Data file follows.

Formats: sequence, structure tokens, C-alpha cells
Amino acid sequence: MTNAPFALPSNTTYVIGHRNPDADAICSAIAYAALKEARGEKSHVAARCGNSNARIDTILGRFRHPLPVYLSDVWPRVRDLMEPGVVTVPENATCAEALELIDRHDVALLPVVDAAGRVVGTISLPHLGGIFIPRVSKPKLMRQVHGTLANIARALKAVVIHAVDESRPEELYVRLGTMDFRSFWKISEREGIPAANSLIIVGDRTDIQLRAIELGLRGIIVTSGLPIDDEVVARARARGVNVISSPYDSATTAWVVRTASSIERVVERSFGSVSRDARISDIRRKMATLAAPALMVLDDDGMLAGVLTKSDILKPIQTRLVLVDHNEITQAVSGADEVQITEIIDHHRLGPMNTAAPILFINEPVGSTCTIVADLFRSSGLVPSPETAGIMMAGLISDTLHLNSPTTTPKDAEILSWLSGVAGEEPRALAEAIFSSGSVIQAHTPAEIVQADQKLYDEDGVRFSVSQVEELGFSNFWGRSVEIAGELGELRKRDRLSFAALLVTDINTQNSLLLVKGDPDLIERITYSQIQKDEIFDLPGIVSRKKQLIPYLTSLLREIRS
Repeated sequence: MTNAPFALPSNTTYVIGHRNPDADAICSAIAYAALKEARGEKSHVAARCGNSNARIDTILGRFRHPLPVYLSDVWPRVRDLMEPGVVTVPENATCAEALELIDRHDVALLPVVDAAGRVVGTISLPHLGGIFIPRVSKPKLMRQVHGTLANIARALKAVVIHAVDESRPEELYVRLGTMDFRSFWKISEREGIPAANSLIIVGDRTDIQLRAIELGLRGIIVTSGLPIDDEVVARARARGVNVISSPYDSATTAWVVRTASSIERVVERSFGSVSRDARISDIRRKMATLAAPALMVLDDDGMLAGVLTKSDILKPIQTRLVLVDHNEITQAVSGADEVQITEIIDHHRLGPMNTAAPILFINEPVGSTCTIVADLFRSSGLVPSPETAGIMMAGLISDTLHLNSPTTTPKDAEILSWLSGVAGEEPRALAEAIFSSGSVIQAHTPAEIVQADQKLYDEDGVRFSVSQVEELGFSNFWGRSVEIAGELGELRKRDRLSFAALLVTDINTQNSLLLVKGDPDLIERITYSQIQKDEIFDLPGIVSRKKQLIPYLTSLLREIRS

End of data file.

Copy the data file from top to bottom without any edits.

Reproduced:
Formats: sequence, structure tokens, C-alpha cells
Amino acid sequence: MTNAPFALPSNTTYVIGHRNPDADAICSAIAYAALKEARGEKSHVAARCGNSNARIDTILGRFRHPLPVYLSDVWPRVRDLMEPGVVTVPENATCAEALELIDRHDVALLPVVDAAGRVVGTISLPHLGGIFIPRVSKPKLMRQVHGTLANIARALKAVVIHAVDESRPEELYVRLGTMDFRSFWKISEREGIPAANSLIIVGDRTDIQLRAIELGLRGIIVTSGLPIDDEVVARARARGVNVISSPYDSATTAWVVRTASSIERVVERSFGSVSRDARISDIRRKMATLAAPALMVLDDDGMLAGVLTKSDILKPIQTRLVLVDHNEITQAVSGADEVQITEIIDHHRLGPMNTAAPILFINEPVGSTCTIVADLFRSSGLVPSPETAGIMMAGLISDTLHLNSPTTTPKDAEILSWLSGVAGEEPRALAEAIFSSGSVIQAHTPAEIVQADQKLYDEDGVRFSVSQVEELGFSNFWGRSVEIAGELGELRKRDRLSFAALLVTDINTQNSLLLVKGDPDLIERITYSQIQKDEIFDLPGIVSRKKQLIPYLTSLLREIRS
Repeated sequence: MTNAPFALPSNTTYVIGHRNPDADAICSAIAYAALKEARGEKSHVAARCGNSNARIDTILGRFRHPLPVYLSDVWPRVRDLMEPGVVTVPENATCAEALELIDRHDVALLPVVDAAGRVVGTISLPHLGGIFIPRVSKPKLMRQVHGTLANIARALKAVVIHAVDESRPEELYVRLGTMDFRSFWKISEREGIPAANSLIIVGDRTDIQLRAIELGLRGIIVTSGLPIDDEVVARARARGVNVISSPYDSATTAWVVRTASSIERVVERSFGSVSRDARISDIRRKMATLAAPALMVLDDDGMLAGVLTKSDILKPIQTRLVLVDHNEITQAVSGADEVQITEIIDHHRLGPMNTAAPILFINEPVGSTCTIVADLFRSSGLVPSPETAGIMMAGLISDTLHLNSPTTTPKDAEILSWLSGVAGEEPRALAEAIFSSGSVIQAHTPAEIVQADQKLYDEDGVRFSVSQVEELGFSNFWGRSVEIAGELGELRKRDRLSFAALLVTDINTQNSLLLVKGDPDLIERITYSQIQKDEIFDLPGIVSRKKQLIPYLTSLLREIRS